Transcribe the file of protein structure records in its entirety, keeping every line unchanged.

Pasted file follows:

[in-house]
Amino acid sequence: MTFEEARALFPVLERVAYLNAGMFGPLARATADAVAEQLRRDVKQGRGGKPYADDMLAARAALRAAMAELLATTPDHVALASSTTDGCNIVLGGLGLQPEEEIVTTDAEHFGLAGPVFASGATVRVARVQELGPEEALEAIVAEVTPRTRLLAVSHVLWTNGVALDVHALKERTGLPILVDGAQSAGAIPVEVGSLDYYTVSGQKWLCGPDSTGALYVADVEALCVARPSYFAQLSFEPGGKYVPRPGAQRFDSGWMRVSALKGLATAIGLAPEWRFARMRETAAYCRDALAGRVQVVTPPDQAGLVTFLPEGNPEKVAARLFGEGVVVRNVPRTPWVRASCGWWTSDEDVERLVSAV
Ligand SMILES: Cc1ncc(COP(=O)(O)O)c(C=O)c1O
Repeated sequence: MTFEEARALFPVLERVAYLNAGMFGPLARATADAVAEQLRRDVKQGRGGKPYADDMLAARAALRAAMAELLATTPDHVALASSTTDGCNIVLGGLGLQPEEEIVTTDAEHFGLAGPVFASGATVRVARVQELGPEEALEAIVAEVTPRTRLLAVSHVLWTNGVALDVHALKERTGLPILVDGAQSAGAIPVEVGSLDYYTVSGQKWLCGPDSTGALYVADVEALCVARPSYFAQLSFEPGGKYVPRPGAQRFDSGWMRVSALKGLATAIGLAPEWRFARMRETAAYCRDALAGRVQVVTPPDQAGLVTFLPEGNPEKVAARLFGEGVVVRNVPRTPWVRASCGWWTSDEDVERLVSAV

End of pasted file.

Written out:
[in-house]
Amino acid sequence: MTFEEARALFPVLERVAYLNAGMFGPLARATADAVAEQLRRDVKQGRGGKPYADDMLAARAALRAAMAELLATTPDHVALASSTTDGCNIVLGGLGLQPEEEIVTTDAEHFGLAGPVFASGATVRVARVQELGPEEALEAIVAEVTPRTRLLAVSHVLWTNGVALDVHALKERTGLPILVDGAQSAGAIPVEVGSLDYYTVSGQKWLCGPDSTGALYVADVEALCVARPSYFAQLSFEPGGKYVPRPGAQRFDSGWMRVSALKGLATAIGLAPEWRFARMRETAAYCRDALAGRVQVVTPPDQAGLVTFLPEGNPEKVAARLFGEGVVVRNVPRTPWVRASCGWWTSDEDVERLVSAV
Ligand SMILES: Cc1ncc(COP(=O)(O)O)c(C=O)c1O
Repeated sequence: MTFEEARALFPVLERVAYLNAGMFGPLARATADAVAEQLRRDVKQGRGGKPYADDMLAARAALRAAMAELLATTPDHVALASSTTDGCNIVLGGLGLQPEEEIVTTDAEHFGLAGPVFASGATVRVARVQELGPEEALEAIVAEVTPRTRLLAVSHVLWTNGVALDVHALKERTGLPILVDGAQSAGAIPVEVGSLDYYTVSGQKWLCGPDSTGALYVADVEALCVARPSYFAQLSFEPGGKYVPRPGAQRFDSGWMRVSALKGLATAIGLAPEWRFARMRETAAYCRDALAGRVQVVTPPDQAGLVTFLPEGNPEKVAARLFGEGVVVRNVPRTPWVRASCGWWTSDEDVERLVSAV